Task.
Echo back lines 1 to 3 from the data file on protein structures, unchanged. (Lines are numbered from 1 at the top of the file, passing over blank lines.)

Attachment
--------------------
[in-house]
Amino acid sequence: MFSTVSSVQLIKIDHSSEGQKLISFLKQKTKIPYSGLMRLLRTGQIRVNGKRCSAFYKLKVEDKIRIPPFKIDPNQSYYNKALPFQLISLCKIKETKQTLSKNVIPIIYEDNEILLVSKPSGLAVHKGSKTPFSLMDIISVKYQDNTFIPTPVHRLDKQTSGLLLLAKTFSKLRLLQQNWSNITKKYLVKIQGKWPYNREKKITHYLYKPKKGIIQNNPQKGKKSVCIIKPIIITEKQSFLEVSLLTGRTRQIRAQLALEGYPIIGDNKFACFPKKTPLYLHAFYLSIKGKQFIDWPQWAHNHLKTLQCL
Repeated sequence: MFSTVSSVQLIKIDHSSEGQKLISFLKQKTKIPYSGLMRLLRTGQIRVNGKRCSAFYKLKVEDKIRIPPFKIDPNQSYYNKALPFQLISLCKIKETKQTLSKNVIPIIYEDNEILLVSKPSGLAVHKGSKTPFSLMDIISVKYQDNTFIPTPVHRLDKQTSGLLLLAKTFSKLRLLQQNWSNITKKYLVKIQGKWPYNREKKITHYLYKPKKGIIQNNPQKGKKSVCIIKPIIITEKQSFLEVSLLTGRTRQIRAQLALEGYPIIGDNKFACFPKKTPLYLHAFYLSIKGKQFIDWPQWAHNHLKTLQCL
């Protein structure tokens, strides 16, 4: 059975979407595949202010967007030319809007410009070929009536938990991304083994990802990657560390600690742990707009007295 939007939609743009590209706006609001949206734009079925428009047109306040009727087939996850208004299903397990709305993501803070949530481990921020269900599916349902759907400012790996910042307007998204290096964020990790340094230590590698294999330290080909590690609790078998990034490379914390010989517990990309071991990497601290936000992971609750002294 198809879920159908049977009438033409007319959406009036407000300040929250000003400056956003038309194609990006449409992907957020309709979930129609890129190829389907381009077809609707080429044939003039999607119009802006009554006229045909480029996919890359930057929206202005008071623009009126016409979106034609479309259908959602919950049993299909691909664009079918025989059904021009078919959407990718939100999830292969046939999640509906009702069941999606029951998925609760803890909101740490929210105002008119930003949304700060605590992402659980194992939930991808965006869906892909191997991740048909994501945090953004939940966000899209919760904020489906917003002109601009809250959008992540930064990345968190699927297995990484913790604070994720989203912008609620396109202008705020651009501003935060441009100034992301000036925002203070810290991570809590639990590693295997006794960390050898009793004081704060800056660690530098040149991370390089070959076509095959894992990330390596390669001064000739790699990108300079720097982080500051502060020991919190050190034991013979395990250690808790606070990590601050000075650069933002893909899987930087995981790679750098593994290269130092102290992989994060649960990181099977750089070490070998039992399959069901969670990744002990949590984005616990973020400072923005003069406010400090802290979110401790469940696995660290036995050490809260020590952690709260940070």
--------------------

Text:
[in-house]
Amino acid sequence: MFSTVSSVQLIKIDHSSEGQKLISFLKQKTKIPYSGLMRLLRTGQIRVNGKRCSAFYKLKVEDKIRIPPFKIDPNQSYYNKALPFQLISLCKIKETKQTLSKNVIPIIYEDNEILLVSKPSGLAVHKGSKTPFSLMDIISVKYQDNTFIPTPVHRLDKQTSGLLLLAKTFSKLRLLQQNWSNITKKYLVKIQGKWPYNREKKITHYLYKPKKGIIQNNPQKGKKSVCIIKPIIITEKQSFLEVSLLTGRTRQIRAQLALEGYPIIGDNKFACFPKKTPLYLHAFYLSIKGKQFIDWPQWAHNHLKTLQCL
Repeated sequence: MFSTVSSVQLIKIDHSSEGQKLISFLKQKTKIPYSGLMRLLRTGQIRVNGKRCSAFYKLKVEDKIRIPPFKIDPNQSYYNKALPFQLISLCKIKETKQTLSKNVIPIIYEDNEILLVSKPSGLAVHKGSKTPFSLMDIISVKYQDNTFIPTPVHRLDKQTSGLLLLAKTFSKLRLLQQNWSNITKKYLVKIQGKWPYNREKKITHYLYKPKKGIIQNNPQKGKKSVCIIKPIIITEKQSFLEVSLLTGRTRQIRAQLALEGYPIIGDNKFACFPKKTPLYLHAFYLSIKGKQFIDWPQWAHNHLKTLQCL